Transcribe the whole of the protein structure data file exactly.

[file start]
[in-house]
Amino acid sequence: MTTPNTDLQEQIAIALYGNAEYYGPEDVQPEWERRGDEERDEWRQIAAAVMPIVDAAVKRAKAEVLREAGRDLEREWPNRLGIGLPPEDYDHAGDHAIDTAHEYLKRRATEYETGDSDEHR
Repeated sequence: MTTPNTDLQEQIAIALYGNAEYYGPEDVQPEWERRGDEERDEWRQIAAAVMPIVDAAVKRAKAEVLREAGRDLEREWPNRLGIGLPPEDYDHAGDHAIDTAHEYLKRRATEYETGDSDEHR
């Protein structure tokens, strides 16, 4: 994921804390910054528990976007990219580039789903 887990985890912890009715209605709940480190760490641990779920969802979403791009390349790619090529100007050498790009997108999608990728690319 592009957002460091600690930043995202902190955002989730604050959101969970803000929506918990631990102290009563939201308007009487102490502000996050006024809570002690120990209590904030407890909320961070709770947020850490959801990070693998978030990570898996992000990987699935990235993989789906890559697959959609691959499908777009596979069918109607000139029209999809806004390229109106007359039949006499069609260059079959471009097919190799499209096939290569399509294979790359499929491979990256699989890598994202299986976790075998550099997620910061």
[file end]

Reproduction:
[in-house]
Amino acid sequence: MTTPNTDLQEQIAIALYGNAEYYGPEDVQPEWERRGDEERDEWRQIAAAVMPIVDAAVKRAKAEVLREAGRDLEREWPNRLGIGLPPEDYDHAGDHAIDTAHEYLKRRATEYETGDSDEHR
Repeated sequence: MTTPNTDLQEQIAIALYGNAEYYGPEDVQPEWERRGDEERDEWRQIAAAVMPIVDAAVKRAKAEVLREAGRDLEREWPNRLGIGLPPEDYDHAGDHAIDTAHEYLKRRATEYETGDSDEHR
């Protein structure tokens, strides 16, 4: 994921804390910054528990976007990219580039789903 887990985890912890009715209605709940480190760490641990779920969802979403791009390349790619090529100007050498790009997108999608990728690319 592009957002460091600690930043995202902190955002989730604050959101969970803000929506918990631990102290009563939201308007009487102490502000996050006024809570002690120990209590904030407890909320961070709770947020850490959801990070693998978030990570898996992000990987699935990235993989789906890559697959959609691959499908777009596979069918109607000139029209999809806004390229109106007359039949006499069609260059079959471009097919190799499209096939290569399509294979790359499929491979990256699989890598994202299986976790075998550099997620910061």